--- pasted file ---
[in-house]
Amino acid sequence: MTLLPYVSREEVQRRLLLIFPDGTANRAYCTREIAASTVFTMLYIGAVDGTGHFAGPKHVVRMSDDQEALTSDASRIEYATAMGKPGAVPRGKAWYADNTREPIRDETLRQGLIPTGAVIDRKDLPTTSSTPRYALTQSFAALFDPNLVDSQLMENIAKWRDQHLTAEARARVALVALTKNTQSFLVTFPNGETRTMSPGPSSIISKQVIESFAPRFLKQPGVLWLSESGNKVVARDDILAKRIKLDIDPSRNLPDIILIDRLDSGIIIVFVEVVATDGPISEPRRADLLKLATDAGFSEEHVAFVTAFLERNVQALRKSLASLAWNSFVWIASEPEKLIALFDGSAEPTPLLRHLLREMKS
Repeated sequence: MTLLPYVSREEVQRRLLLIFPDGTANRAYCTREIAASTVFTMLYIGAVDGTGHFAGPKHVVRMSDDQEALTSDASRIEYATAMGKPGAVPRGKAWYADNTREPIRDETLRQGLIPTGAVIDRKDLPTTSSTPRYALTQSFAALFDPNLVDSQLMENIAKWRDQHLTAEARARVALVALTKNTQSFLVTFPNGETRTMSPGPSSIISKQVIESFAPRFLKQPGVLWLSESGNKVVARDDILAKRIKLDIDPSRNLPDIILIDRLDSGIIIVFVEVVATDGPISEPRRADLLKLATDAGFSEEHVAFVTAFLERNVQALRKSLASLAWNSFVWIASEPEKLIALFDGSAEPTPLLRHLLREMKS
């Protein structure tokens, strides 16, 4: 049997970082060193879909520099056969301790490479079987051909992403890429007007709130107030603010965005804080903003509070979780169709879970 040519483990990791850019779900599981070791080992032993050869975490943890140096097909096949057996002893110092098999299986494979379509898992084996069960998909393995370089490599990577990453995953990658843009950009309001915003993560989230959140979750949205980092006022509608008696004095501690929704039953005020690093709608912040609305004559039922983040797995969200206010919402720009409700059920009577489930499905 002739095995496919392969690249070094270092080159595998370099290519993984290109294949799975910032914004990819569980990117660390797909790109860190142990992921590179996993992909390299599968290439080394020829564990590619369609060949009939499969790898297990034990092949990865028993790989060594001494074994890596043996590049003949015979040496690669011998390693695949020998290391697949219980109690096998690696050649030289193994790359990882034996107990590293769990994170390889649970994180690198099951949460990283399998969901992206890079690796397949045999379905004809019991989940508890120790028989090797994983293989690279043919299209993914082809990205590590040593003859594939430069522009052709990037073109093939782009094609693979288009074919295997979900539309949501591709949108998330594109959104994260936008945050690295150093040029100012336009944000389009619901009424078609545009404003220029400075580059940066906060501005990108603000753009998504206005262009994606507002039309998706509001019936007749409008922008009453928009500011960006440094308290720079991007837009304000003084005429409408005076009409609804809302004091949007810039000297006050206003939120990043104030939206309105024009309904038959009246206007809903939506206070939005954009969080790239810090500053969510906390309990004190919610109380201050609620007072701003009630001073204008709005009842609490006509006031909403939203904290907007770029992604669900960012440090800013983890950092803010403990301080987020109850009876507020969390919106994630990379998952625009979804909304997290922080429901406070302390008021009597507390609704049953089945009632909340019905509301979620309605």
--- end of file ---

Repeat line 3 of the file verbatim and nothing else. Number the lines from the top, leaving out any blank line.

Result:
Repeated sequence: MTLLPYVSREEVQRRLLLIFPDGTANRAYCTREIAASTVFTMLYIGAVDGTGHFAGPKHVVRMSDDQEALTSDASRIEYATAMGKPGAVPRGKAWYADNTREPIRDETLRQGLIPTGAVIDRKDLPTTSSTPRYALTQSFAALFDPNLVDSQLMENIAKWRDQHLTAEARARVALVALTKNTQSFLVTFPNGETRTMSPGPSSIISKQVIESFAPRFLKQPGVLWLSESGNKVVARDDILAKRIKLDIDPSRNLPDIILIDRLDSGIIIVFVEVVATDGPISEPRRADLLKLATDAGFSEEHVAFVTAFLERNVQALRKSLASLAWNSFVWIASEPEKLIALFDGSAEPTPLLRHLLREMKS